Researchers from the University of Colorado School of Medicine found specific risk factors that may contribute to the need for readmission to the hospital after a stay in post-acute care facilities. Of these readmissions, nearly half occurred within 14 days after leaving the hospital. The need for invasive devices, for instance a feeding tube or urinary catheter, and advanced care, like dialysis and oxygen therapy, are factors that were identified as being more common in readmitted patients. The researchers also stated that ‘patients who experienced readmission during their stay in a post-acute care facility were less likely to return to the community’ and had a higher mortality rate too. The researchers therefore recommended hospitals and post-acute healthcare to focus on patient selection and on processes for transitioning care from the hospital to the post-acute care facility.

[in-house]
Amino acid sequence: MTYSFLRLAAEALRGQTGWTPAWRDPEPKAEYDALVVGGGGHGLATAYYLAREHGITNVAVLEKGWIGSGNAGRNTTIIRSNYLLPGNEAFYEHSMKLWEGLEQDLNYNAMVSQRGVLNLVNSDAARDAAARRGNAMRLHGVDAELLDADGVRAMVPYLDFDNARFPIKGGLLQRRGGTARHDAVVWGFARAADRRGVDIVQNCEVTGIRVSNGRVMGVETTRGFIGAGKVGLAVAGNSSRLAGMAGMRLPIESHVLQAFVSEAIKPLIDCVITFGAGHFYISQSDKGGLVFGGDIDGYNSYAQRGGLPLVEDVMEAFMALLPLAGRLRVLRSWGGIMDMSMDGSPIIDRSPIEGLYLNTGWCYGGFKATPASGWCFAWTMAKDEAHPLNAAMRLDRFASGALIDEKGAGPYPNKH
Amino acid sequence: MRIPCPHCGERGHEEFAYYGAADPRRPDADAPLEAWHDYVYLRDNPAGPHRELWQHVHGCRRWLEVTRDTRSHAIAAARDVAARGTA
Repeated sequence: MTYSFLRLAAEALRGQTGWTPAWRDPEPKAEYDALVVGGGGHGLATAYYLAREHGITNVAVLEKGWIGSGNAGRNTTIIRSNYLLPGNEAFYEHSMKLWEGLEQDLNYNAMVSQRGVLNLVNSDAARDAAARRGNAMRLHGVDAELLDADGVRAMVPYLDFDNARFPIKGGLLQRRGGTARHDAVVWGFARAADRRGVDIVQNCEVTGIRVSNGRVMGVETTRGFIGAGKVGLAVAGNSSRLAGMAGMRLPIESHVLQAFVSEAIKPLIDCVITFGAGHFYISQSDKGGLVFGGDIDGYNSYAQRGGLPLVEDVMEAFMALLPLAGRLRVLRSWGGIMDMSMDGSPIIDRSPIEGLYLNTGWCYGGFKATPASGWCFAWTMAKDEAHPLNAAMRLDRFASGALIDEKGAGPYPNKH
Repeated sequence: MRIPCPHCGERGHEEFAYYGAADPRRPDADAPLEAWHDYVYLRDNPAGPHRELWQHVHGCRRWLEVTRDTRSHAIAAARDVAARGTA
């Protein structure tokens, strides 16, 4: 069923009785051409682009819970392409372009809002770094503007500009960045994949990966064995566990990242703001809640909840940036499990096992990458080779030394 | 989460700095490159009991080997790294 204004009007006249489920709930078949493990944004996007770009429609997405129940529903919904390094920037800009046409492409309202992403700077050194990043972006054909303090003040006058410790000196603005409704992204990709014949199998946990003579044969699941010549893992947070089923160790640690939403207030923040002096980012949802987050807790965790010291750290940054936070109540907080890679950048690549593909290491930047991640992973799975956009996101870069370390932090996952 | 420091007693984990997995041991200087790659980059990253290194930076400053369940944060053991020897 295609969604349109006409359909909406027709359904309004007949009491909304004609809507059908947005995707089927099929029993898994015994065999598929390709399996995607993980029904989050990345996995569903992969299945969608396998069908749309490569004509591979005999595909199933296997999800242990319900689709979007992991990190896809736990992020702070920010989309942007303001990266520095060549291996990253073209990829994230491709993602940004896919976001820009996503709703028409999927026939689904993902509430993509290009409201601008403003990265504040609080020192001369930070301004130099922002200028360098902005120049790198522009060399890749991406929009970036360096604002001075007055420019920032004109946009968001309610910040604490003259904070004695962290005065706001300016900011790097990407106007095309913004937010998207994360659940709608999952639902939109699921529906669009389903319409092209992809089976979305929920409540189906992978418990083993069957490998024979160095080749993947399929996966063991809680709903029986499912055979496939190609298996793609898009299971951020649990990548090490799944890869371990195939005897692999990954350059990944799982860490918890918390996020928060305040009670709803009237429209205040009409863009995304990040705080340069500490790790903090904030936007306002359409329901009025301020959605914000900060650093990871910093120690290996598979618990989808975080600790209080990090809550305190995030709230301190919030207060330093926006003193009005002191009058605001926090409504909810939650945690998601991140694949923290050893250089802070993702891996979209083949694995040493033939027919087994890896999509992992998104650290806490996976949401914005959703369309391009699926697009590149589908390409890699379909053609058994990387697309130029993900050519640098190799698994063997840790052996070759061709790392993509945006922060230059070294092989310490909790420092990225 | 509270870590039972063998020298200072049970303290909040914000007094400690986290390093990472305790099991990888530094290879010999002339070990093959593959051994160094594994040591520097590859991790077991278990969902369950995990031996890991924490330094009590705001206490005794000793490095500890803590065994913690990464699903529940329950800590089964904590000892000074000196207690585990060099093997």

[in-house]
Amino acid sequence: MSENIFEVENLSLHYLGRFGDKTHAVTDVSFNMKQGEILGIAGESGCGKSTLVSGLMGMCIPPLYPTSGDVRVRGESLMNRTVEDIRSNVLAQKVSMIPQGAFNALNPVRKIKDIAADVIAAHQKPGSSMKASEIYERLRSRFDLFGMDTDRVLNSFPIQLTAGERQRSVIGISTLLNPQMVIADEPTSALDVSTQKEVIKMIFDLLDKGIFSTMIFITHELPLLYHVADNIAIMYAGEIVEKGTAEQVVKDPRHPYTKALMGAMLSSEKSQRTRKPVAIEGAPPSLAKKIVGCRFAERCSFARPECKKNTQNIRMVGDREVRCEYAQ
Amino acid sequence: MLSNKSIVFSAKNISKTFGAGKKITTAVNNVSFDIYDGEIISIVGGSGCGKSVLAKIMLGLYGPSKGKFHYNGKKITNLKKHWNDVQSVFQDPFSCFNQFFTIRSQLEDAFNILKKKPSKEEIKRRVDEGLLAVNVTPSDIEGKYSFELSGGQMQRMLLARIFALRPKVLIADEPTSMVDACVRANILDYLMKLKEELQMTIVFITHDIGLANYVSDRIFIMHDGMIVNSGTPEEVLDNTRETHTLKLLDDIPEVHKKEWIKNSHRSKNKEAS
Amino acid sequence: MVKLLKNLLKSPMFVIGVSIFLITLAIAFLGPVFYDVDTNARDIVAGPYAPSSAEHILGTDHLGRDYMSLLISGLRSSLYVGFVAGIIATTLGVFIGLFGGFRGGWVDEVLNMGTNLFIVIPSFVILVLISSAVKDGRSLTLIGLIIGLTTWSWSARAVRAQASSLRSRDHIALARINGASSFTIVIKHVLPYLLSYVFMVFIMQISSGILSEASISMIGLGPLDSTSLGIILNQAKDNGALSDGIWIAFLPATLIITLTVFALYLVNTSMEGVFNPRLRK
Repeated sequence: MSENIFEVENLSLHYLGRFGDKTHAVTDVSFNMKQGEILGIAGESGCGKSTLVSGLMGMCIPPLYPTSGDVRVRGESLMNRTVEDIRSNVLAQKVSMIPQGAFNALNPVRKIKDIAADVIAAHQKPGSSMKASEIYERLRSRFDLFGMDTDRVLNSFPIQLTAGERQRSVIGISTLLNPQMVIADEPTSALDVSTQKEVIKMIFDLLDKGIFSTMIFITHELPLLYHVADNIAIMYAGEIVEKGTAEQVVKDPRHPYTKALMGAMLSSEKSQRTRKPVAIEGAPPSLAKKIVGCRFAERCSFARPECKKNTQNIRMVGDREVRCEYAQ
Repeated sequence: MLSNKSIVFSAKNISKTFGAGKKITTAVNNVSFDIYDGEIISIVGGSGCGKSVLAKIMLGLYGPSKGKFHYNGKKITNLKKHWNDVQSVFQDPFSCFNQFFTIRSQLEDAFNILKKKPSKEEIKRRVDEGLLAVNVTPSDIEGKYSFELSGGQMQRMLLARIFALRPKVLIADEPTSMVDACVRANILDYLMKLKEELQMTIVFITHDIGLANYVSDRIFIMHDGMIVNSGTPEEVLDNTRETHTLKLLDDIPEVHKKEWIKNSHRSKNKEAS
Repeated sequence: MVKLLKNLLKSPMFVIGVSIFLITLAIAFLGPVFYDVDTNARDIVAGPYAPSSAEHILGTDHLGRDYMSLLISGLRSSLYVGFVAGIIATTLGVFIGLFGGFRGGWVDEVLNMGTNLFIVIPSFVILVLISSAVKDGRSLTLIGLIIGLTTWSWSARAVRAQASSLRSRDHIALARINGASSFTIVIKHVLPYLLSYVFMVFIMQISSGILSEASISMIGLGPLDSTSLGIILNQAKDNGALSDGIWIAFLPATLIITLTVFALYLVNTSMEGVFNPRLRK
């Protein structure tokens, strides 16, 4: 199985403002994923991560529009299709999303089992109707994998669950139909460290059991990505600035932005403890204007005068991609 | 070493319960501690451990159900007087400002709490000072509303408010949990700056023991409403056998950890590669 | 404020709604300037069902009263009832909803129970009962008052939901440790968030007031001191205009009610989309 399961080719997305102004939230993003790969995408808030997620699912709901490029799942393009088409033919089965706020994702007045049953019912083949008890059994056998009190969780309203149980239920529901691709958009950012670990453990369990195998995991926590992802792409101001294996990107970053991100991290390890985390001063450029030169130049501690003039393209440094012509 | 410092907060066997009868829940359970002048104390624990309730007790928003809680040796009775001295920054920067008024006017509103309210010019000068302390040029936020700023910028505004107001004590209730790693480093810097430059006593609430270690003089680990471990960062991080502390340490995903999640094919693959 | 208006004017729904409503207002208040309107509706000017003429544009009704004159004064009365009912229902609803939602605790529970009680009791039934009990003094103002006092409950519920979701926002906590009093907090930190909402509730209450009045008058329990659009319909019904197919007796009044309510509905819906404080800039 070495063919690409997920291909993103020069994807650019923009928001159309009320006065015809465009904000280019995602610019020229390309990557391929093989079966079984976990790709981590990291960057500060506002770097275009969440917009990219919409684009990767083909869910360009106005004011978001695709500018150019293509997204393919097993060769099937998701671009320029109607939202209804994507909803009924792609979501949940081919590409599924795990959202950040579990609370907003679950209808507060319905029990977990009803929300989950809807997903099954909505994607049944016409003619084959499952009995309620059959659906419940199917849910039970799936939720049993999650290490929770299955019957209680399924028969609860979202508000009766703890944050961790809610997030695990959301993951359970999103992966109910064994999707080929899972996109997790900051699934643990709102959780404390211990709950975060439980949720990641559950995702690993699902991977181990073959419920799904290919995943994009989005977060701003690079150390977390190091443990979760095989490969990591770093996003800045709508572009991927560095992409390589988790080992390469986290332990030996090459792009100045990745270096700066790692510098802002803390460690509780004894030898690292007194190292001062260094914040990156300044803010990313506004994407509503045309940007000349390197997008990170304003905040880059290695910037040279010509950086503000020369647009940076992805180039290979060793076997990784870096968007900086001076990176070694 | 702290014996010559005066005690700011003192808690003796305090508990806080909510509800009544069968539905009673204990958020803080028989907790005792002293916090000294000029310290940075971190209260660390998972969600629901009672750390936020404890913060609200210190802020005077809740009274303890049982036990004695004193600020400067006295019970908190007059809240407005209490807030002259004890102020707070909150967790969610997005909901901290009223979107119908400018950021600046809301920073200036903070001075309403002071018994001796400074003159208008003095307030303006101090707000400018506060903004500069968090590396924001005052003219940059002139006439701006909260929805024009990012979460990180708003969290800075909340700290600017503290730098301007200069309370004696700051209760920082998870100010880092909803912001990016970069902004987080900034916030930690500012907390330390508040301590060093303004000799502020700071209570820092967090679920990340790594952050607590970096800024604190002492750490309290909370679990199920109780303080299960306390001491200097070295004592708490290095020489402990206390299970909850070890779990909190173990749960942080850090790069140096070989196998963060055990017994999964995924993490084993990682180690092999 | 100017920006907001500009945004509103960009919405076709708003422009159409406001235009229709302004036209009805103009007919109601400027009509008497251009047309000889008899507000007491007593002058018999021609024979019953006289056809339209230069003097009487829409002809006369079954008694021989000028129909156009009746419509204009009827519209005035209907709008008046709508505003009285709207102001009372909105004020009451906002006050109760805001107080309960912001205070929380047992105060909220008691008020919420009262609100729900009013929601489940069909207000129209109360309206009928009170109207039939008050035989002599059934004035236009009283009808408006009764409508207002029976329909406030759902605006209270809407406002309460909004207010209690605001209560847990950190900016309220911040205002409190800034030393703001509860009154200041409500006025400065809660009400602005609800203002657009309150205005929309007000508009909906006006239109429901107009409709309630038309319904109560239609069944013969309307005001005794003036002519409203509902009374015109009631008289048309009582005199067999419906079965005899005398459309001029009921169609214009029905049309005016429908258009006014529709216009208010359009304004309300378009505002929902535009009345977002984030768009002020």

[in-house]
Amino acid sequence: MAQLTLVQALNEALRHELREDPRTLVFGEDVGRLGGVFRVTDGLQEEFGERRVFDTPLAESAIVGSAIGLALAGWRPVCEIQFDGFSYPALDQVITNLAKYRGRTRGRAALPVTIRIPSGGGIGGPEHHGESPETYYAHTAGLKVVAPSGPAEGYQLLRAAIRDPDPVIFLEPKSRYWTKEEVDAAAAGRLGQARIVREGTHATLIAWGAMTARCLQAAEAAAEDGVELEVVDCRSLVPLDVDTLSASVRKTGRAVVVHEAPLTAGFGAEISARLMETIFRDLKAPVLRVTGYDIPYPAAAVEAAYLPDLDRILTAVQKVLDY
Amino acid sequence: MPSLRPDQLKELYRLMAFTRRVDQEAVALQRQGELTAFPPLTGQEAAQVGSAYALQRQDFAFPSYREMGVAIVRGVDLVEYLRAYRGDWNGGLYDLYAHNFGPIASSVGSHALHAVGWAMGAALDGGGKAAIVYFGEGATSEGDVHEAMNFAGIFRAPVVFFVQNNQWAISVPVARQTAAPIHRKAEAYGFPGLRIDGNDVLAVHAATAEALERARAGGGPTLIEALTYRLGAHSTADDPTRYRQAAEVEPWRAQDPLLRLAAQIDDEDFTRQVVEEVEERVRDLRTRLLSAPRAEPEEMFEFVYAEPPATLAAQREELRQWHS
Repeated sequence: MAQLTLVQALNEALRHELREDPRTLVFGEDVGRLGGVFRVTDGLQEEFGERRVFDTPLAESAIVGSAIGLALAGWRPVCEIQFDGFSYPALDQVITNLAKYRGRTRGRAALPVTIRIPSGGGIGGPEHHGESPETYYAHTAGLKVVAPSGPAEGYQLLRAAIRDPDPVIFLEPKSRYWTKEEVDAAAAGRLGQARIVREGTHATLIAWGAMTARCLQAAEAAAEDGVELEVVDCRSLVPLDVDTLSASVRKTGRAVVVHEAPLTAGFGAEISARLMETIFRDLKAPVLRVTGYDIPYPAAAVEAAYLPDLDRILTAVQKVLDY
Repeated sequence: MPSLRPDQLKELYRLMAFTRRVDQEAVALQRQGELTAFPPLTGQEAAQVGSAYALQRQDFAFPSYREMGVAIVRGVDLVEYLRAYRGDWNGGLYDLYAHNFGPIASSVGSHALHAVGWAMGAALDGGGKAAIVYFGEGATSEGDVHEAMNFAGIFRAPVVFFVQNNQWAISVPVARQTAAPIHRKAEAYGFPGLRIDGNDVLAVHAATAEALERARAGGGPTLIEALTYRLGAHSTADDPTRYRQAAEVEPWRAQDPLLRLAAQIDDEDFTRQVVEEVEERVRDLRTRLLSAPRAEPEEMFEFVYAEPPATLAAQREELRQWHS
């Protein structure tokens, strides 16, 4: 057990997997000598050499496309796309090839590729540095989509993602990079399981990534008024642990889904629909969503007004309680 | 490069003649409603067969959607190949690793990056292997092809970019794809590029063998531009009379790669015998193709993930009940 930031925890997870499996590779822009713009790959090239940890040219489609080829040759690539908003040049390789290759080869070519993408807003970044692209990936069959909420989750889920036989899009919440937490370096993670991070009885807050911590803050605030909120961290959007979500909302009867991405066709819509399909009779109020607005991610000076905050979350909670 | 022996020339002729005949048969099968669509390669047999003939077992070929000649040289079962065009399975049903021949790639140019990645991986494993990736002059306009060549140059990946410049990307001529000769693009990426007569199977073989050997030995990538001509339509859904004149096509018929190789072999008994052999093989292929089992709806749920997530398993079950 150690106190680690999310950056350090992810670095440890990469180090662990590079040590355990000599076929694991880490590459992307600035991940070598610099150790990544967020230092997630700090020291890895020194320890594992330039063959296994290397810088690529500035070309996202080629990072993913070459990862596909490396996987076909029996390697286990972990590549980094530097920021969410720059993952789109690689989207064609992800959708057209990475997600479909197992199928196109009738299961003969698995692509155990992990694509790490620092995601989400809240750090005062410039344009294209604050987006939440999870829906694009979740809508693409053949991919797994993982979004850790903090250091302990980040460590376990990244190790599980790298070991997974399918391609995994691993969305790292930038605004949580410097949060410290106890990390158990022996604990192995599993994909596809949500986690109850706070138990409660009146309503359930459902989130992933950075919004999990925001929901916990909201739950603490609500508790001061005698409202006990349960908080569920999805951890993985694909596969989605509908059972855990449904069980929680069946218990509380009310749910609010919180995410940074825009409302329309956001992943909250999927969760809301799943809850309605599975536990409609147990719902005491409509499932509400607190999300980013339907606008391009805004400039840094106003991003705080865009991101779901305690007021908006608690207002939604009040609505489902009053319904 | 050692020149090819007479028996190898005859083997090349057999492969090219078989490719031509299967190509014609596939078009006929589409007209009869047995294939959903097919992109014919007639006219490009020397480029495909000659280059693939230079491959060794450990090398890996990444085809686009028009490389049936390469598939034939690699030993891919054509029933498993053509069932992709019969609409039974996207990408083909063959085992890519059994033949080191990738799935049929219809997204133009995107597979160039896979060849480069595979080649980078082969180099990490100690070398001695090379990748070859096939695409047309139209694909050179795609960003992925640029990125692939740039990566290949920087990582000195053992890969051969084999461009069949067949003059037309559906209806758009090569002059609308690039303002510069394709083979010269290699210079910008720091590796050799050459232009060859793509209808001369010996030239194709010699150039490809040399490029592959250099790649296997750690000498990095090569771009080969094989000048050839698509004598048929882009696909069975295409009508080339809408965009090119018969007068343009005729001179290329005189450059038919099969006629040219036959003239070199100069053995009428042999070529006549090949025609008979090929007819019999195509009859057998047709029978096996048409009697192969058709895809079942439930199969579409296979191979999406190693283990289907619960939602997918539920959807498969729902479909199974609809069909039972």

The article is especially relevant for physicians and nurses working in hospitals and post-acute care facilities, because it emphasizes the need to properly examine whether a patient is vital enough to leave the hospital, and it highlights some of the risk factors patients may face in case of readmission.
Read the full article: http://www.sciencedaily.com/releases/2016/01/160115140131.htm